"Neural coupling." It's the phenomenon that explains why stories – when told properly – open lines of empathy and make audiences feel like they know you. It's because a part of them feels like they are you. Not just any ol' body part either. The epicenter of human perception: The brain.
Sound creepy? Sound like sci-fi? Princeton Associate Professor of Psychology, Uri Hasson, Ph.D., will tell you it's a lot more SCI than FI. Hasson and his team conducted a series of experiments involving subjects who listened to and told stories while hooked up to MRI machines. Among other findings, the results proved "during successful communication, speakers’ and listeners’ brains exhibit joint, temporally coupled, response patterns."
In layman's terms: A listener's brain mimics the speaker's during well-told stories.
Science is Giving Us a Hall Pass
At Campfire, we see this discovery as a gift to persuasive communicators. When we know how our minds and our audience members' minds work, we can more effectively structure our material to successfully convince them. It's an advantage, if we choose to use it. If this were the Hunger Games, this information would be a donation from a sponsor, gently descending into your hand to give you leverage in the contest. So how will you turn this insight into action for your future presentations?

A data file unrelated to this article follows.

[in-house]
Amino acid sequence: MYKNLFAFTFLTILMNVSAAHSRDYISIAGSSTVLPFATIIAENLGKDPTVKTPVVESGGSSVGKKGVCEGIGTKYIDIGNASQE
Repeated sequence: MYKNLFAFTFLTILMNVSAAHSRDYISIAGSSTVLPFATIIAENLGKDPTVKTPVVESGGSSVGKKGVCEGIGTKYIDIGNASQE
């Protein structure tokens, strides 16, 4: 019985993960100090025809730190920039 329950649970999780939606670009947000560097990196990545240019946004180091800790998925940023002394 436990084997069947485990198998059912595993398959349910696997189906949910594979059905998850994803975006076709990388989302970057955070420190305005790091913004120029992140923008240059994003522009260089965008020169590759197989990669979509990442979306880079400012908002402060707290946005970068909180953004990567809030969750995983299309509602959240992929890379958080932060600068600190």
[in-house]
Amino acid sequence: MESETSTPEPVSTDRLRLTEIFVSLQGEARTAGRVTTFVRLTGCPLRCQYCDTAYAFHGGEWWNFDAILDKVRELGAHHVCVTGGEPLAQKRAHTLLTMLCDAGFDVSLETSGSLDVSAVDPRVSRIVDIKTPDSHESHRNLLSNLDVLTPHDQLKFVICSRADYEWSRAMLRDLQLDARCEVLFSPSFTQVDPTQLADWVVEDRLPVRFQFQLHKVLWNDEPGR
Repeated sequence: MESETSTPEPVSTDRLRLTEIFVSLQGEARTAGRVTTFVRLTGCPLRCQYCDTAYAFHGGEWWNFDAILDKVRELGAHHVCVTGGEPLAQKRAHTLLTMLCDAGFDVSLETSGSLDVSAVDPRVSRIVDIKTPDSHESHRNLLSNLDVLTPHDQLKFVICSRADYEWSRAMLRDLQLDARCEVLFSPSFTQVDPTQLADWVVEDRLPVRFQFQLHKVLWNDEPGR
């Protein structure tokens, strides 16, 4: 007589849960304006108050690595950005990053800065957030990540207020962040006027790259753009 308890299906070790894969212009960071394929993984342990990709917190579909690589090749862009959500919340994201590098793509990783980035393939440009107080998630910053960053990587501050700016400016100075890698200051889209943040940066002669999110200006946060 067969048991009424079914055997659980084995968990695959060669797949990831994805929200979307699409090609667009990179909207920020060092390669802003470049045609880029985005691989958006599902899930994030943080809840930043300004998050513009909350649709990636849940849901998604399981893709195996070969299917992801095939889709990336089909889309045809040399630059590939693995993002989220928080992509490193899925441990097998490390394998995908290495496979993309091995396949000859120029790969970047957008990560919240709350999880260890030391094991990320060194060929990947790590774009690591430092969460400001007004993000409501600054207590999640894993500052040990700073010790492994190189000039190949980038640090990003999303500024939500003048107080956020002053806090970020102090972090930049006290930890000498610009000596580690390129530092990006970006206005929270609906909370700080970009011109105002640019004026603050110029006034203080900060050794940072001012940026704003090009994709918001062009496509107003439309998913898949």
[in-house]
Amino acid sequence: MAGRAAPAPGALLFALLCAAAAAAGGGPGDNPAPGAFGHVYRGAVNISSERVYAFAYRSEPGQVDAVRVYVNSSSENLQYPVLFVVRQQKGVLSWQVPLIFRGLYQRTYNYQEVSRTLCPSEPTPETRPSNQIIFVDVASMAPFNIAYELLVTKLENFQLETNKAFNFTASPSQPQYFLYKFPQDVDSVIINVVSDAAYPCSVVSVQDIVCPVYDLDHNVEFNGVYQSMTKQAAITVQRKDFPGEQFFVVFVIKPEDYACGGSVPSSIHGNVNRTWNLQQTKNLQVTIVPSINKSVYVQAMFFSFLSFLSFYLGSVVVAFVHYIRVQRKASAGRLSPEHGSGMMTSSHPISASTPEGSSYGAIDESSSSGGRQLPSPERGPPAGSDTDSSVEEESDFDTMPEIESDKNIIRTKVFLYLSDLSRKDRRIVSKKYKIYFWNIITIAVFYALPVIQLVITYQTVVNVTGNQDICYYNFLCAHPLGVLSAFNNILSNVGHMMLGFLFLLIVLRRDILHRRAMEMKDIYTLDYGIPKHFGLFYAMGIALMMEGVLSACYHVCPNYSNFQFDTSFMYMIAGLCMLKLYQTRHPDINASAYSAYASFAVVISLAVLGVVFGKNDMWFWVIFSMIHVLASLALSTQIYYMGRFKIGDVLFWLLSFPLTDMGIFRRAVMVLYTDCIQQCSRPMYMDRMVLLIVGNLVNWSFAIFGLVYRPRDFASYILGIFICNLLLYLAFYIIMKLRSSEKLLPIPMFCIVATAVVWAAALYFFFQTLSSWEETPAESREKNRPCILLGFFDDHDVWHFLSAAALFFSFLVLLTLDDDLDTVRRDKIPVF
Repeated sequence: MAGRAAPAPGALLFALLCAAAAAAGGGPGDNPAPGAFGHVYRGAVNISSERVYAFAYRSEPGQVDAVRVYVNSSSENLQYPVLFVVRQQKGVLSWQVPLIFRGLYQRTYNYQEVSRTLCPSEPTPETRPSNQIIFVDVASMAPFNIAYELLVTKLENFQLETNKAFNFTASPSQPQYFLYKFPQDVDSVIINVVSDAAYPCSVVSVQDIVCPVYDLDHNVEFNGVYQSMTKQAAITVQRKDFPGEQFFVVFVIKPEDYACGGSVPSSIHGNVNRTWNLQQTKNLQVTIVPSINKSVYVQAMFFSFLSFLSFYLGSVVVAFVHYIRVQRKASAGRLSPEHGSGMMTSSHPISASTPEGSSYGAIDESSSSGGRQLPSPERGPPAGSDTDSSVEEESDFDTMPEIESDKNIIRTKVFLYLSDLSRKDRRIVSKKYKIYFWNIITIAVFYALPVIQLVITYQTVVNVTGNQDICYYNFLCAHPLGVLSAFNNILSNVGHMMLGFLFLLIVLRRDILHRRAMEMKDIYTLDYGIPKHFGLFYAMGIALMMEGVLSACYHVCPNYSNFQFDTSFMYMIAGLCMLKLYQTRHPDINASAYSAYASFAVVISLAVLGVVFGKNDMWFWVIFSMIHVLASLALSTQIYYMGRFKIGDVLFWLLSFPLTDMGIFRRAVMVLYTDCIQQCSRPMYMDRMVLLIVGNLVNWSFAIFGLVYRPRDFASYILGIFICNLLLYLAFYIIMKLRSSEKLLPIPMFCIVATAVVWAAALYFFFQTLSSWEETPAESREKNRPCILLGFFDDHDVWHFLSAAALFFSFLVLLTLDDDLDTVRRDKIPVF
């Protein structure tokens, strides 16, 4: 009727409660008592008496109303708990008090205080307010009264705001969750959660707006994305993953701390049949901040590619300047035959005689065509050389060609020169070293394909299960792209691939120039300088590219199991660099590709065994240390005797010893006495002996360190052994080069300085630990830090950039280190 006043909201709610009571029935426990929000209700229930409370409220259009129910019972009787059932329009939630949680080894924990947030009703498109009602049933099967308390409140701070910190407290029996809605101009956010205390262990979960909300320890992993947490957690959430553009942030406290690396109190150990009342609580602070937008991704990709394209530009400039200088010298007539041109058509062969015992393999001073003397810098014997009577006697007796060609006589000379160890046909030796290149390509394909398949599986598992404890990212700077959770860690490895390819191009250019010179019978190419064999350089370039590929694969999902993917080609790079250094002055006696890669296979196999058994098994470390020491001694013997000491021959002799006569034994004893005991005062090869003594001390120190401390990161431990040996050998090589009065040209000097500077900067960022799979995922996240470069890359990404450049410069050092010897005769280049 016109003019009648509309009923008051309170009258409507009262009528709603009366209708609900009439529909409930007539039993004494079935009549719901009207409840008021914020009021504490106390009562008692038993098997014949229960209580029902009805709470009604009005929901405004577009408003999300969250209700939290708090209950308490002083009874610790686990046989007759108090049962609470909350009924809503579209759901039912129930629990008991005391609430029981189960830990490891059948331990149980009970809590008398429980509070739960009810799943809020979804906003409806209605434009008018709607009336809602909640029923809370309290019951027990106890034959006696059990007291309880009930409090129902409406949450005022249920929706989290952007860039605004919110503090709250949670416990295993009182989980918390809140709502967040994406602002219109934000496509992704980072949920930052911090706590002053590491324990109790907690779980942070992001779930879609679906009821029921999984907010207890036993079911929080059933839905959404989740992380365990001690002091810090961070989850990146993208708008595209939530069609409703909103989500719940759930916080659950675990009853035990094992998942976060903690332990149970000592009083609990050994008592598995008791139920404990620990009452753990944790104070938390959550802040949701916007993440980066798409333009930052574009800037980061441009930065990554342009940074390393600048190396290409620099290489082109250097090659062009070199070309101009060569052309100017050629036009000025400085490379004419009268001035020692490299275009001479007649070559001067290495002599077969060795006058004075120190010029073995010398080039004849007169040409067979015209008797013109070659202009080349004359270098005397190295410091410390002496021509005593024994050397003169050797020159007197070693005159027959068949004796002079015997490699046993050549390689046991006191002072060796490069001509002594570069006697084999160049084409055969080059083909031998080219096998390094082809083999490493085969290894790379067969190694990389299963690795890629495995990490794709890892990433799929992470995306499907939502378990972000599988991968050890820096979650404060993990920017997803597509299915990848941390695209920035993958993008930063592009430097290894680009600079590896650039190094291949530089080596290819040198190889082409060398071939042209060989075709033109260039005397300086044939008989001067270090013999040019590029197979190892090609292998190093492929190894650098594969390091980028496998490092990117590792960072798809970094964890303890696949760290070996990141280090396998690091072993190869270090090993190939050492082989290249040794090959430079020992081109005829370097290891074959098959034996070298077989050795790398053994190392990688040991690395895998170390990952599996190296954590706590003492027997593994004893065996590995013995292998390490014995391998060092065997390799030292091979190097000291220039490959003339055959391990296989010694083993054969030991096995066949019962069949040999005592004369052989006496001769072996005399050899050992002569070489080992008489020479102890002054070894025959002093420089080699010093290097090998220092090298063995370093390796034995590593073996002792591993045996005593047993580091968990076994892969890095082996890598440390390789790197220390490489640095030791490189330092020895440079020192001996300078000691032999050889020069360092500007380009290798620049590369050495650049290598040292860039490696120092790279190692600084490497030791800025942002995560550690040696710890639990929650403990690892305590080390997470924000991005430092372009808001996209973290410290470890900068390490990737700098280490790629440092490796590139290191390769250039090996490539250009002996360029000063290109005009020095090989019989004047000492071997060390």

Hasson's studies were meticulously designed to extract which stimuli led to the highest levels of neural coupling. They tested listeners' neural patterns during different types of stories, told in various ranges of emotion and even in different languages. They tested distractions and noise pollution. They experimented with vocabulary choices, and how predictable the story outcomes were.
Remarkably, during engaging stories where the listener could clearly understand what was happening, neural coupling became not only active, but proactive. In certain cases, listeners effectively anticipated the next words to leave the speaker's mouth, before they were spoken. Spine-tingling!
But here's the thing. Neural coupling dramatically increased during periods of simple – but engaging – stories. The more relatable, the higher frequency. The clearer the articulation, the more obvious the result. The stories that were familiar to the audience resonated the most.
Please note: While not tested, it is the author's implicit hypothesis that slide decks do not generate similar neurological patterns.
Try This at Home
Imagine your audience in your next presentation. As you speak, you must break through, capture their attention, inspire them to reconsider a belief, habit or perception, and to take immediate action. Otherwise, why speak at all? So how can you structure your content to better capitalize on these incredible neurological discoveries?
By injecting stories that are engaging, relatable and well-told, we can invite our audiences into our minds and preempt them to feel what we feel, and that can make the difference between another presentation and a powerfully persuasive talk.